Taylor Swift, the girl so many seem to love to hate, has come out with a new song explaining that she just shakes it off. Good for her. The video shows all sorts of shaking, twerking, hopping, pop locking, street dancing, ballet dancing and modern dance. But because Taylor actually raps a bit, just like Blondie did in "Rapture" back in 1981, and does her best B-girl impression complete with a row of backup twerkers, who are african american, the twitter echo-chamber of outrage was outraged. It's reminiscent of last years hubub over the dancers in Lily Allen's - Hard out here, which mocked sexist stereotypes in music industry with a row of dancers soaking each other in champagne and licking Beats pill speakers, which commentators said was racist. This style of dancing, with a white woman in the front, is simply perpetuating black stereotypes and appropriating hip-hop culture as a backdrop for a little "edge", goes the argument.
— mark romanek (@markromanek) August 21, 2014
Mark Romanek comments on the controversy in Vulture:
When Taylor is in her B-girl outfit, with all the girls twerking around her, it seems like you’re playing around with the notion of how pervasive this imagery has become in pop music over the past few years. But what do you make of it when people like Earl Sweatshirt dispute your intent and claim that you’re simply perpetuating black stereotypes?
I'm a fan of his and I think he's a really interesting artist. (I posted a Vine to one of his tracks once.) But he stated clearly that he hadn't seen the video and didn't even intend to watch it. So, respectfully, that sort of invalidates his observations from the get-go. And it's this one uninformed tweet that got reported on and rehashed, which started this whole "controversy." We simply choose styles of dance that we thought would be popular and amusing and cast the best dancers that were presented to us without much regard to race or ethnicity. If you look at it carefully, it's a massively inclusive piece. It's very, very innocently and positively intentioned. And — let's remember — it's a satirical piece. It's playing with a whole range of music-video tropes and clichés and stereotypes.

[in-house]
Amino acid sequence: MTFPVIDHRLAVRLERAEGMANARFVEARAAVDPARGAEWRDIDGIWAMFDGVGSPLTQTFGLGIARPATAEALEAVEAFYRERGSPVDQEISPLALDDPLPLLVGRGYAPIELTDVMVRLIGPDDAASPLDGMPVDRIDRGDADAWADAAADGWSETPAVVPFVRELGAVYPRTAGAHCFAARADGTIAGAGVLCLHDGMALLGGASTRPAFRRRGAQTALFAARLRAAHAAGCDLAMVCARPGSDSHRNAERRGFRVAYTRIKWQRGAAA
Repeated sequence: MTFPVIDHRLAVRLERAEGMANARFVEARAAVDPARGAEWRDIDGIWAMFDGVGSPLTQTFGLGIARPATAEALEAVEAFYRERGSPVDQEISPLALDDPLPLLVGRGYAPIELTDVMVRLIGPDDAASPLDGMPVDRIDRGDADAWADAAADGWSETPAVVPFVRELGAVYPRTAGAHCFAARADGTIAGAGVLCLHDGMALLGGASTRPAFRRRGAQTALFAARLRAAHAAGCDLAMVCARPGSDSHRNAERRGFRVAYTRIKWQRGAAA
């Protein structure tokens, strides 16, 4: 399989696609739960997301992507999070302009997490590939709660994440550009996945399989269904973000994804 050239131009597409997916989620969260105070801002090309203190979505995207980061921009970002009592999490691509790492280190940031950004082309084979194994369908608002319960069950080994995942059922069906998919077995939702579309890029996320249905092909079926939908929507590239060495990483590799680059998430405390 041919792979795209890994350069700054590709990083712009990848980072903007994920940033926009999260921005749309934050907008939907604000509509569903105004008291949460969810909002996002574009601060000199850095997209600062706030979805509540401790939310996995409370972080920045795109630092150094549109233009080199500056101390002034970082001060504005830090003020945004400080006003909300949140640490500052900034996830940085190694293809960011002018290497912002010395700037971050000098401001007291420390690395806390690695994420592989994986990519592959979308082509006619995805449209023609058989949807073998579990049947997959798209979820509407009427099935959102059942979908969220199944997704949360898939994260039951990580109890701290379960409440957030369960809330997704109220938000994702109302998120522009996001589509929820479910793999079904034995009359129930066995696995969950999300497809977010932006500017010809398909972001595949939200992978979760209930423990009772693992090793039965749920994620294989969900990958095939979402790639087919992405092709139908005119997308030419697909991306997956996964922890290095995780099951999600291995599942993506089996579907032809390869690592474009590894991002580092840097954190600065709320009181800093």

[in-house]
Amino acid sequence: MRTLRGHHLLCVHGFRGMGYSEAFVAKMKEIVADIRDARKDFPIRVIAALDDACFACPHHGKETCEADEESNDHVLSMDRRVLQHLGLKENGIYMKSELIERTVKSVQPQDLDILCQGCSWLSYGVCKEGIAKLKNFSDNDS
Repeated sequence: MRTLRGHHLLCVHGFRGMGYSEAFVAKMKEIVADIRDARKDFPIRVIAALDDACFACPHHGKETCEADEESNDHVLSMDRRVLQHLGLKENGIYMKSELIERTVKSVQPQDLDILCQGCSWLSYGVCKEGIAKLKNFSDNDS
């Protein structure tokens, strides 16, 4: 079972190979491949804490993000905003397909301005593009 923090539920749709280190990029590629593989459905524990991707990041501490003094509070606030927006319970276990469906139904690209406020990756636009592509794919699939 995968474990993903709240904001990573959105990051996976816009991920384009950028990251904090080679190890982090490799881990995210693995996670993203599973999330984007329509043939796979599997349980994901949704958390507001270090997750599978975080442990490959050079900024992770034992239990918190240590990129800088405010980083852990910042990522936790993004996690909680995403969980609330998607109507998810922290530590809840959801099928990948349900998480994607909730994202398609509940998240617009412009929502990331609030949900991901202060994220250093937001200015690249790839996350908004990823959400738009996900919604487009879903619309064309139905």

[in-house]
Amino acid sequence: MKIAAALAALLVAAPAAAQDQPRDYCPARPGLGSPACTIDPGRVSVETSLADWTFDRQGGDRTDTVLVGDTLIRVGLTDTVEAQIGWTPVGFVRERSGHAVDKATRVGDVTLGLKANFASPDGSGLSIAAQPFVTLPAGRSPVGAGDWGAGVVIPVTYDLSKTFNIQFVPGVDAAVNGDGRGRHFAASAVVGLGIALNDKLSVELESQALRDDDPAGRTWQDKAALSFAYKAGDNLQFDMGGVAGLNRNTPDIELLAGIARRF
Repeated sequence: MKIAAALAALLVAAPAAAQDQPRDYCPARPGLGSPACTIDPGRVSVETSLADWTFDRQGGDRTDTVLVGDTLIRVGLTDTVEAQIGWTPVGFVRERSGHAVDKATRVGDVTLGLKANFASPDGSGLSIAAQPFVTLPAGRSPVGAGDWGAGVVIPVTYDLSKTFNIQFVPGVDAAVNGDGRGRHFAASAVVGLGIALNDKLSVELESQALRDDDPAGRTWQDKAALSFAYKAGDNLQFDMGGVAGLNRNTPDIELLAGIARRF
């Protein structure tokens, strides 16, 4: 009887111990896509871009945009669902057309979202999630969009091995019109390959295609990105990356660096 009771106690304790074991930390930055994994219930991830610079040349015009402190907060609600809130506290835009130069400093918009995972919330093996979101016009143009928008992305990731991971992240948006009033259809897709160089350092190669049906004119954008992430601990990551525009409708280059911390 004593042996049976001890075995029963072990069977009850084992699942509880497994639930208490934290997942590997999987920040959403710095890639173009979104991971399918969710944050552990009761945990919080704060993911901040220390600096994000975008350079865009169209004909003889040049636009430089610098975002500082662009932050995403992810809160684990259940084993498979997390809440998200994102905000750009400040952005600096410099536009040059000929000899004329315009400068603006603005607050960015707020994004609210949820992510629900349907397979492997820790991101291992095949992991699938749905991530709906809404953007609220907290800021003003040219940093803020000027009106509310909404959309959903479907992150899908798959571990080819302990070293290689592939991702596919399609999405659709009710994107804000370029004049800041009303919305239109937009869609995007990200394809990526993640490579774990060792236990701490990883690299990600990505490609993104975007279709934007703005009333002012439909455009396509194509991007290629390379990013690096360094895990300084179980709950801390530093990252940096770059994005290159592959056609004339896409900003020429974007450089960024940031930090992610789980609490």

In the end Taylor Swift is embracing her inner dork and adding physical comedy to the piece, rejecting the role of the perfectly poised pretty girl or sex kitten, while the dancers who surround her are all at the top of their genre and craft. Taylor really does simply shake it off, so of course twitter and blogs will get all upset about this video, because there is simply nothing worse than a woman who does what she wants and doesn't care what you think. We can't have that now, can we?
Director: Mark Romanek